Reading 13 and Assignment 13: Too Much Stuff

by Mike Gleicher on April 1, 2017

Due Date: Initial Reading and Posting Due Monday April 17; additional postings by Friday April 21, Discussions close Friday April 28.

Hand in: Canvas (LINK)

When you have lots of “stuff” (too many items, too many variables, items that are too large) visualization gets hard. The objective for this week is to get you to understand the ways in which scale (things getting big) makes visualization hard, and to get some sense of what to do about it.

Since the Design Challenges are going on, expectations are adjusted a bit – even though this is a cool topic from many directions (like how do we apply machine learning to reduce and organize the data so its easier to see and what happens at the limits of perception). Hopefully, we’ll at least touch on the coolness…

The Munzner chapter are short. And to be honest, they are not the strongest part of the book.

The readings…

  1. Munzner Chapter 13 (LINK) – on reducing items (although, she mixes reducing items and dimensions)
  2. Munzner Chapter 14 (LINK) – on focus + context
  3. Ellis, Geoffrey, and Alan Dix. “A Taxonomy of Clutter Reduction for Information Visualisation.” IEEE Transactions on Visualization and Computer Graphics, 2007, 1216–23.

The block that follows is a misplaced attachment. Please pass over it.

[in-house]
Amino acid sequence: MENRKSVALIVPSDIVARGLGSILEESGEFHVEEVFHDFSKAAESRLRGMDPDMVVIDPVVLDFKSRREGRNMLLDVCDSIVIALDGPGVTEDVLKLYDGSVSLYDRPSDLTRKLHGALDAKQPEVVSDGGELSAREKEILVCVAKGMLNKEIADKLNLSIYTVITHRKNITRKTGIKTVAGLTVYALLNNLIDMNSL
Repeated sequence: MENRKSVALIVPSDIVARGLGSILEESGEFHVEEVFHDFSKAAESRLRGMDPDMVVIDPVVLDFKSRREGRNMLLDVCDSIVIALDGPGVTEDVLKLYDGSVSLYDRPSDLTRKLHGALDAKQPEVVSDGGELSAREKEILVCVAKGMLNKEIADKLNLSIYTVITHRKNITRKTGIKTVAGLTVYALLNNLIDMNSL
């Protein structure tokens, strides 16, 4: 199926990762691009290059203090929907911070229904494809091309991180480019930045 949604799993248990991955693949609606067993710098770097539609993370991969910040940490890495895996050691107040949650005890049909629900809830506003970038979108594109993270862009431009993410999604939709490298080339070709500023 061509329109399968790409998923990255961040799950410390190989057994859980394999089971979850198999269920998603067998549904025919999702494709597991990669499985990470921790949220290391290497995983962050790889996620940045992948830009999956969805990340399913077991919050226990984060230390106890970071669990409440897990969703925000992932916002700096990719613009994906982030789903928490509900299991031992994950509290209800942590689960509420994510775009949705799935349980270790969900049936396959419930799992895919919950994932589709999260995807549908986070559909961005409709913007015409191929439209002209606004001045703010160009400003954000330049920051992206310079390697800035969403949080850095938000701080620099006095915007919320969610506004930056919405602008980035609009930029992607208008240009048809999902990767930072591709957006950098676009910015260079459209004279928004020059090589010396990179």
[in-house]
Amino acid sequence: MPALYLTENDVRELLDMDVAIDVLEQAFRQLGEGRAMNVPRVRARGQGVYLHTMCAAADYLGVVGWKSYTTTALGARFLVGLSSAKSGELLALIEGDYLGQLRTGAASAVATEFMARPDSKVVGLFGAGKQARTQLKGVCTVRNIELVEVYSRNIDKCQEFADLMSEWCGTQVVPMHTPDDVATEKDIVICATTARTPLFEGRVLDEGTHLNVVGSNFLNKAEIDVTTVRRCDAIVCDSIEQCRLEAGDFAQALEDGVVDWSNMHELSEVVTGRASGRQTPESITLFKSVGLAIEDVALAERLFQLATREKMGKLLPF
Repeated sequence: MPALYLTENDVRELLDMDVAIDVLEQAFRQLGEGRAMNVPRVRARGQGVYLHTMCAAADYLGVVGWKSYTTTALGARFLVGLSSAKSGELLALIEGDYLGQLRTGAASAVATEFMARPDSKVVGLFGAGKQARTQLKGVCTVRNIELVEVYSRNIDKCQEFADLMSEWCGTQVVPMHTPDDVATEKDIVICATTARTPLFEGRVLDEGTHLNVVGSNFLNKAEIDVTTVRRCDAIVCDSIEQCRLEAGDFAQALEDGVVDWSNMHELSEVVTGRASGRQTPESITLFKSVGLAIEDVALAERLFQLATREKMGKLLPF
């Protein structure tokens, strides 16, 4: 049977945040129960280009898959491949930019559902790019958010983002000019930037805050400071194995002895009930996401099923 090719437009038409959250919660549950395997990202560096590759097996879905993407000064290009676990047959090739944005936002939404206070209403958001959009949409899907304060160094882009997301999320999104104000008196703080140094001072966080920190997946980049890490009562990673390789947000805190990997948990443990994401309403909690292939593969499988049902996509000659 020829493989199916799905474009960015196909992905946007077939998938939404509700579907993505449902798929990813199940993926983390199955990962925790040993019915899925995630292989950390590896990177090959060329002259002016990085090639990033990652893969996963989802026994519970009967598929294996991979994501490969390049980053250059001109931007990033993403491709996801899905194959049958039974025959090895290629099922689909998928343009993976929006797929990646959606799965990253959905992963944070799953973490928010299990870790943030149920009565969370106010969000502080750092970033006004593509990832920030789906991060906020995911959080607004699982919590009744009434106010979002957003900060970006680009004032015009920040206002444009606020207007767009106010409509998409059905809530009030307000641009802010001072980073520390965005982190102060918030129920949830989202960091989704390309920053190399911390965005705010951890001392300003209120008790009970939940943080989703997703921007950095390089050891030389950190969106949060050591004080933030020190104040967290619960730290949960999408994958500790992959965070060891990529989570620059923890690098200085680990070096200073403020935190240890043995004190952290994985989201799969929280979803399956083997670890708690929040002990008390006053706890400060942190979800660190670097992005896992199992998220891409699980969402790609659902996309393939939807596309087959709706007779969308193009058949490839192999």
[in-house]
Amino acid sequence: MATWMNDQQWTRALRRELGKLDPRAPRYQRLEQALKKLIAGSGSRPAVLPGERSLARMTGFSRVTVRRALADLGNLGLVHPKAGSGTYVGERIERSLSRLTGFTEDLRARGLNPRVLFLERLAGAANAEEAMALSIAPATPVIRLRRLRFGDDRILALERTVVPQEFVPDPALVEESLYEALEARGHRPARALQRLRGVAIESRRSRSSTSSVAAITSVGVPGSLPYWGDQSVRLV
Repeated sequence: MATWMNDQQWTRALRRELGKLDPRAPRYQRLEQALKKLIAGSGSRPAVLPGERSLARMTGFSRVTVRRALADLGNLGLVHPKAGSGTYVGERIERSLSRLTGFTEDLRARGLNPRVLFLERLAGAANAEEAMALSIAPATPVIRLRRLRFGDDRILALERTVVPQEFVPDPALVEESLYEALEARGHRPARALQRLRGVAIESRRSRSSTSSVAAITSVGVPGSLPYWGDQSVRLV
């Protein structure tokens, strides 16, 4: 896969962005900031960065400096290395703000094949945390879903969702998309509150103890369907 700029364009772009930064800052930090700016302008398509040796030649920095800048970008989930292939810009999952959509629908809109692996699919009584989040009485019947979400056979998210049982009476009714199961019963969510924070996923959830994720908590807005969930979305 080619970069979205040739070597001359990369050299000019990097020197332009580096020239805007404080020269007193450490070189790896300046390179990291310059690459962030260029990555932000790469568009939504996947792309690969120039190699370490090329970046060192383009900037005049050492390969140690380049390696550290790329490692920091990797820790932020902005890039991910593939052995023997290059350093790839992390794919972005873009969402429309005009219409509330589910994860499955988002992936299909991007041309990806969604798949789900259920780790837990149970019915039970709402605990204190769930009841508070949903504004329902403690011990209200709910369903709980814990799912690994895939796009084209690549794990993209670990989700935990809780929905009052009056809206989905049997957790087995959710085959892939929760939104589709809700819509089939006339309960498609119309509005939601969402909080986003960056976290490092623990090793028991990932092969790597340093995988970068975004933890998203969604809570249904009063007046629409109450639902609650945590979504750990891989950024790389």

4. Elmqvist, Niklas, and Jean-Daniel Fekete. “Hierarchical Aggregation for Information Visualization: Overview, Techniques, and Design Guidelines.” IEEE Transactions on Visualization and Computer Graphics 16, no. 3 (2010): 439–54. doi:10.1109/TVCG.2009.84.

And an extra one… the following week (April 28th) I am going to France, in part to present a paper on video focus+context. The project page is here (the video examples are at the bottom). You don’t have to read the paper, but watch the videos to figure out what it does (see the required postings).

1, 2 and 5 are required. I’d like you to (at least) skim through 3 and/or 4 to get a sense of the range of problems and solutions they discuss. (with the DC3 going on, less expectation to read everything)

Discussion Points:

  • For the initial posting, discuss the different ways “scale” makes visualization hard. Try to think of the different ways data scales, and why this makes visualizing challenging. Try to give examples. Munzner will give you ideas, Ellis and Dix will help organize them, and Elmqvist and Fekete will show you some solutions.
  • In a second posting: the “Zooming on All Actors” is not a vis paper (it’s a graphics/multimedia paper). But, it builds on Vis ideas (you should figure it out from the videos). Why can it be viewed as a visualization scale problem? How have the things from the readings inspired the solution? How else might what we’ve learned in this class be applied to this problem?
  • Hopefully, those two (plus the ideas in class) will give you enough to think about and discuss.



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